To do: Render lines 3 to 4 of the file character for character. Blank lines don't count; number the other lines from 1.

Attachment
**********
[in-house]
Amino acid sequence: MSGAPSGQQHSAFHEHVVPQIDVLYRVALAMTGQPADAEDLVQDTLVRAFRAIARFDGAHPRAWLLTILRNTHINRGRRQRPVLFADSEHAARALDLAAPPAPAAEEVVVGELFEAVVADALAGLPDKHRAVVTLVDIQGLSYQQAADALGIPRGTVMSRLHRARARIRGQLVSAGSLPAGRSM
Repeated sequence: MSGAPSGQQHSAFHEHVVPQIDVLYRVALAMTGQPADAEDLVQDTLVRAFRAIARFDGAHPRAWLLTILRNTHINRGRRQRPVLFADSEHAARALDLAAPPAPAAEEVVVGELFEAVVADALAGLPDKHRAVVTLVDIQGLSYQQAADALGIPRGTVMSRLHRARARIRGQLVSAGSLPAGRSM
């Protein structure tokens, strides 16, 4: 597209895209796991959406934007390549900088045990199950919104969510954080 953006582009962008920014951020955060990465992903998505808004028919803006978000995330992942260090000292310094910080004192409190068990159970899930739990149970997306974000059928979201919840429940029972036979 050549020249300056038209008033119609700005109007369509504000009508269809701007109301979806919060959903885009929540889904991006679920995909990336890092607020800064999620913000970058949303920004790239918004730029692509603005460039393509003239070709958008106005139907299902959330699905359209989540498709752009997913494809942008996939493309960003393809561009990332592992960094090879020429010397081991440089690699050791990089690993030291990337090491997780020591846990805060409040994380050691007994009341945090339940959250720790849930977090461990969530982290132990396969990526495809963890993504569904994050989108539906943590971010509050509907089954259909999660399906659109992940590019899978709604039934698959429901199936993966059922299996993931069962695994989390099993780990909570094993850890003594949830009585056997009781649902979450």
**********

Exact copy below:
Repeated sequence: MSGAPSGQQHSAFHEHVVPQIDVLYRVALAMTGQPADAEDLVQDTLVRAFRAIARFDGAHPRAWLLTILRNTHINRGRRQRPVLFADSEHAARALDLAAPPAPAAEEVVVGELFEAVVADALAGLPDKHRAVVTLVDIQGLSYQQAADALGIPRGTVMSRLHRARARIRGQLVSAGSLPAGRSM
């Protein structure tokens, strides 16, 4: 597209895209796991959406934007390549900088045990199950919104969510954080 953006582009962008920014951020955060990465992903998505808004028919803006978000995330992942260090000292310094910080004192409190068990159970899930739990149970997306974000059928979201919840429940029972036979 050549020249300056038209008033119609700005109007369509504000009508269809701007109301979806919060959903885009929540889904991006679920995909990336890092607020800064999620913000970058949303920004790239918004730029692509603005460039393509003239070709958008106005139907299902959330699905359209989540498709752009997913494809942008996939493309960003393809561009990332592992960094090879020429010397081991440089690699050791990089690993030291990337090491997780020591846990805060409040994380050691007994009341945090339940959250720790849930977090461990969530982290132990396969990526495809963890993504569904994050989108539906943590971010509050509907089954259909999660399906659109992940590019899978709604039934698959429901199936993966059922299996993931069962695994989390099993780990909570094993850890003594949830009585056997009781649902979450």